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The Frilled Lizard
Frilled lizards, also known as frilled neck lizards, belong in the Agamidae family, are native to Australia and can be found living in the northern region of the country as well as in southern parts of New Guinea. They are most active during the wet season when water and food is abundant. During the dry season, their metabolic rates decrease by 23 percent and they will spend the majority of their time resting on trees. Below are more interesting frilled lizard facts, including information on how they react when they feel threatened.
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Even during the wet season, frilled lizards spend a lot of time on trees. It is for this reason they have developed a highly effective camouflage which helps protect them from predators. They can grow to almost three feet in length, from head to tail, and weigh a little over one pound. Males are larger than females. Their most distinguishable feature is the frill around their neck which is connected to the muscles of the jaws and tongue. It lies like a cape around the shoulders but opens up like an umbrella when the lizard opens its mouth. When fully erected, the distance from one side to the other can be up to 12 inches.
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Frilled lizards live in grassy woodlands and sclerophyll forests. They prefer living on large trees with canopy perches and usually reside on the lower parts of the tree while other lizards normally live on the top parts of the tree. Frilled lizards, especially the males, will go to great extents to defend their territory.
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These lizards mainly sit and wait for their food to come to them. They mostly catch their prey while perched on the tree but will occasionally leave the tree to run after its food. They feed on a variety of insects, including ants, spiders, termites, cicadas, moths and the larva of butterflies. They are also known to eat small lizards and even small mammals.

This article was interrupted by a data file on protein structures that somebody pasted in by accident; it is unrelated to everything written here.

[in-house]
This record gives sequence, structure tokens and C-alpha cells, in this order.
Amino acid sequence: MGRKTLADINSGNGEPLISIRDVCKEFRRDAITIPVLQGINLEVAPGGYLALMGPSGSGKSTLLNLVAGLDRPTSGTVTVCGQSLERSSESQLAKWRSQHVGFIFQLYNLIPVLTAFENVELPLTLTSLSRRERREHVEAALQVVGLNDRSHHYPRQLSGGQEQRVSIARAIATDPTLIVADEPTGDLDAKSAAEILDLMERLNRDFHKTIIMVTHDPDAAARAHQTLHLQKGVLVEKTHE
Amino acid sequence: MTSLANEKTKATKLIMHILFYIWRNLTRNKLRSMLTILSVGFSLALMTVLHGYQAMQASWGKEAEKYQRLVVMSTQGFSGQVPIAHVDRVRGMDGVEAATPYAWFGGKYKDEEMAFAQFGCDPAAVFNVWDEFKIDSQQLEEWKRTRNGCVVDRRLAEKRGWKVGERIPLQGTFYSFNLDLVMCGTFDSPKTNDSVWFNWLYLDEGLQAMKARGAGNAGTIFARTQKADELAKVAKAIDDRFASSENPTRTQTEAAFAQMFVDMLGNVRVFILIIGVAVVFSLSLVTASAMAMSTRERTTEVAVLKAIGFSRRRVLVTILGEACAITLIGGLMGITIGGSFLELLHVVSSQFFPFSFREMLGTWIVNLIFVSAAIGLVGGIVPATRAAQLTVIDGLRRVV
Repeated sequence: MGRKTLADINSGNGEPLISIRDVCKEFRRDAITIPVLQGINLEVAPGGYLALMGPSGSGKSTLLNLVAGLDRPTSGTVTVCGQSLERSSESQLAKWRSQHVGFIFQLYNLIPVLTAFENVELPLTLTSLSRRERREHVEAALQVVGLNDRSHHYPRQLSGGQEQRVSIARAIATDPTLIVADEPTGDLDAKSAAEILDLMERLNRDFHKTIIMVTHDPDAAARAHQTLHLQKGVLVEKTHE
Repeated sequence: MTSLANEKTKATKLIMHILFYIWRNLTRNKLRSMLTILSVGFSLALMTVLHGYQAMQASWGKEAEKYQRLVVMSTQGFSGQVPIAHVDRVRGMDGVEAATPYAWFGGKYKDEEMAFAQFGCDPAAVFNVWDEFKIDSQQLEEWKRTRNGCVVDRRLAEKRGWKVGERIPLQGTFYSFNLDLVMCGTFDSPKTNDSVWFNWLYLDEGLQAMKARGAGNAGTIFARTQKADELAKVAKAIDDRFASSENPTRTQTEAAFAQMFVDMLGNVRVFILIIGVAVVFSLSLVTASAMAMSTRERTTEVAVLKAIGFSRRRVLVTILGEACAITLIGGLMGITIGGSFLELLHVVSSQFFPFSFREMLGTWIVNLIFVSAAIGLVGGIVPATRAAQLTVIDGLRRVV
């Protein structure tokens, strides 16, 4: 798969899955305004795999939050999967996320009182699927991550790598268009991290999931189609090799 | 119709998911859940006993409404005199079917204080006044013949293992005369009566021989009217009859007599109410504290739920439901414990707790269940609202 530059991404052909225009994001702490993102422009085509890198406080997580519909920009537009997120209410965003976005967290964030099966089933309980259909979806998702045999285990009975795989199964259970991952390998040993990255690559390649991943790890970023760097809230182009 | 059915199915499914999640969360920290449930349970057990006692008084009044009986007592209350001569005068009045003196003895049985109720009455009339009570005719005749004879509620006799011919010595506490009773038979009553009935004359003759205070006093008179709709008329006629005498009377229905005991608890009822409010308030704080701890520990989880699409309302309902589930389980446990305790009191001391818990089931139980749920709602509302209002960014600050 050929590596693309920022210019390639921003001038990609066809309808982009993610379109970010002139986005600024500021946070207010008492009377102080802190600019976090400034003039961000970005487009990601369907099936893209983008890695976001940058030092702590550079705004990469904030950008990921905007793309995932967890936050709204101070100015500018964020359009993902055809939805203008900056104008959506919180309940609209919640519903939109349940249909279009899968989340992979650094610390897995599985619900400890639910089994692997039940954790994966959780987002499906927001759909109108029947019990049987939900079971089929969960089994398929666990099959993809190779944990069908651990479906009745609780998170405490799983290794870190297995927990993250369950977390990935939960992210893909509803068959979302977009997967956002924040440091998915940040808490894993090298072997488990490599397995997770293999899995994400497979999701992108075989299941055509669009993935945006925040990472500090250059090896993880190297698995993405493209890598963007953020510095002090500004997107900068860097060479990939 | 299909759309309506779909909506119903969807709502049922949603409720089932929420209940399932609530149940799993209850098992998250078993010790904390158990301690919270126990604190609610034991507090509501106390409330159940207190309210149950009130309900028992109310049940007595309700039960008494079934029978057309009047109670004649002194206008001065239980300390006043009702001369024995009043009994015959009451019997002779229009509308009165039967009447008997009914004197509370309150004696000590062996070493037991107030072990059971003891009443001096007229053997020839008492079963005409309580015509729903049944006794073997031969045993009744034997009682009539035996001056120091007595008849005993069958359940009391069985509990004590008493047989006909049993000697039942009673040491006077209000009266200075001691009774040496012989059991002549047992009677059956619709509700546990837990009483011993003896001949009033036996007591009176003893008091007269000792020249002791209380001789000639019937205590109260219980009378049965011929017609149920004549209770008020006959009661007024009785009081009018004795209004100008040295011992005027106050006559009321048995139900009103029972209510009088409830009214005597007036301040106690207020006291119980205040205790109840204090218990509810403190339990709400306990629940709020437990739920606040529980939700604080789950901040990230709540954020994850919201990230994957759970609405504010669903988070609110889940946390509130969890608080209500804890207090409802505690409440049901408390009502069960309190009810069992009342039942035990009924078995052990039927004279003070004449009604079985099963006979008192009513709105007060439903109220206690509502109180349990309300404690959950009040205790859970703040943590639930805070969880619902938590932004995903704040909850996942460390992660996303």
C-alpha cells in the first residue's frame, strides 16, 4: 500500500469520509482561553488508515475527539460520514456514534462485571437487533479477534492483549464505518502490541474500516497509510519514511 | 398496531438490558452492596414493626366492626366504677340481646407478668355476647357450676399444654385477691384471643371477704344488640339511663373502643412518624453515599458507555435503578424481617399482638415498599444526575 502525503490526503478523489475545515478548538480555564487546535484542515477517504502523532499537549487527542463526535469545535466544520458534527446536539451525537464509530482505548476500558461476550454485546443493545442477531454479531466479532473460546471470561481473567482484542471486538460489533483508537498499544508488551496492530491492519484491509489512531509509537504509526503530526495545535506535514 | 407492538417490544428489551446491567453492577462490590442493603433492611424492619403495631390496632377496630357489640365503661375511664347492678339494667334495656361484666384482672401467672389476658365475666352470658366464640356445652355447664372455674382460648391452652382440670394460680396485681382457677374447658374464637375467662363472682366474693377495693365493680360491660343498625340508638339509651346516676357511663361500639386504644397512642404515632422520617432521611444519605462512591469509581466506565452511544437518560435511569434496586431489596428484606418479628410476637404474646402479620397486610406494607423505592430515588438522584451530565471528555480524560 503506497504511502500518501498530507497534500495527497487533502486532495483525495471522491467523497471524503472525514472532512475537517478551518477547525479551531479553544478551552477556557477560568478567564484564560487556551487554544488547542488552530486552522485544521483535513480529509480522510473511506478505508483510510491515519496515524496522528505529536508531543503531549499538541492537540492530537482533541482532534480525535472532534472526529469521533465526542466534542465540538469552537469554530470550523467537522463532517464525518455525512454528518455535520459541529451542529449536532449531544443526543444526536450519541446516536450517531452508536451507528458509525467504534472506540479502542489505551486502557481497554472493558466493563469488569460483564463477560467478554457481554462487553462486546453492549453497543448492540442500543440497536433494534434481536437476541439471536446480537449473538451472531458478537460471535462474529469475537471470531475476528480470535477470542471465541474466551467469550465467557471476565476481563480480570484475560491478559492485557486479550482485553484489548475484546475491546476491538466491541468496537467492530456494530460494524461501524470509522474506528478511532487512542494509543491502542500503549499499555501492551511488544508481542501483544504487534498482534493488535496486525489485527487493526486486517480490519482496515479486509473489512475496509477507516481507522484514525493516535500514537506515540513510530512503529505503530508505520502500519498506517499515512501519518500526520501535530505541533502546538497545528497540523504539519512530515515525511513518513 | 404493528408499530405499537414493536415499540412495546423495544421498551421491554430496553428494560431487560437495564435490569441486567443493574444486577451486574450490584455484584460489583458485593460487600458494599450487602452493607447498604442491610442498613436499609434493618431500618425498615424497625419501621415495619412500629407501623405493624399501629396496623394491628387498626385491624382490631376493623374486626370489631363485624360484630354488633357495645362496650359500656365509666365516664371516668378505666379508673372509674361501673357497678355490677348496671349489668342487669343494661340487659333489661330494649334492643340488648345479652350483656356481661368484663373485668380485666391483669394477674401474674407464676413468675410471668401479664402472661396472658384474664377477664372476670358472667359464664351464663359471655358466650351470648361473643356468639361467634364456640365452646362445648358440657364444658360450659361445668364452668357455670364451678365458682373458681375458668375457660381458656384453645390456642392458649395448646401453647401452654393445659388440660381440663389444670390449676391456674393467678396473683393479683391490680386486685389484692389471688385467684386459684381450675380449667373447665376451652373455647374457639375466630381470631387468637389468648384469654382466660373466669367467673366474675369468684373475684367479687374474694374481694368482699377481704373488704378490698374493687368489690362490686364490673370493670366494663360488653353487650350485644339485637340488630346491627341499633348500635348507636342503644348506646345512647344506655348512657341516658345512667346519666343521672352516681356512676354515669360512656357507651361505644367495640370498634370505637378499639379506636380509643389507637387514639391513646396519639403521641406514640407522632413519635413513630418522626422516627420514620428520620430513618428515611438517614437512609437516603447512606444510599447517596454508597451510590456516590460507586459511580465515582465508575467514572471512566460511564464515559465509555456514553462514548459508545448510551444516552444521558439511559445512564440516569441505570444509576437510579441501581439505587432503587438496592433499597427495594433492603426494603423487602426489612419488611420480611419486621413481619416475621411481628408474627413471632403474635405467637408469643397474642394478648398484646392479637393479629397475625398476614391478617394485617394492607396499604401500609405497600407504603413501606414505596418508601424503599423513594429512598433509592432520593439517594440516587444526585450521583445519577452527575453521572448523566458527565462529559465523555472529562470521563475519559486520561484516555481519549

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Mating season takes place during the wet season, between September and February. Frilled lizards are oviparous. The female will lay an average of 8 to 14 eggs in an underground nest. The incubation period lasts about 70 days. The hatchlings receive no parental care and are fully independent. Females can have up to two clutches of eggs in one mating season.
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More Frilled Lizard Facts
The number of these lizards have decreased in recent years due to land clearings, fires and predation by feral cats, but they are currently not considered to be threatened.
It is not known how long they live in the wild but they can live up to 20 years in captivity.
Frilled lizards seldom display their frill in captivity.
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National Geographic: http://animals.nationalgeographic.com/animals/reptiles/frilled-lizard/
Frilly Facts: http://bioweb.uwlax.edu/bio203/s2007/acker_kimb/Fun%20Frilly%20Facts.htm
Animal Diversity Web: http://animaldiversity.ummz.umich.edu/site/accounts/information/Chlamydosaurus_kingii.html
Chlamydosaurus kingii: http://www.jcu.edu.au/school/tbiol/zoology/herp/Chlamydosauruskingii.PDF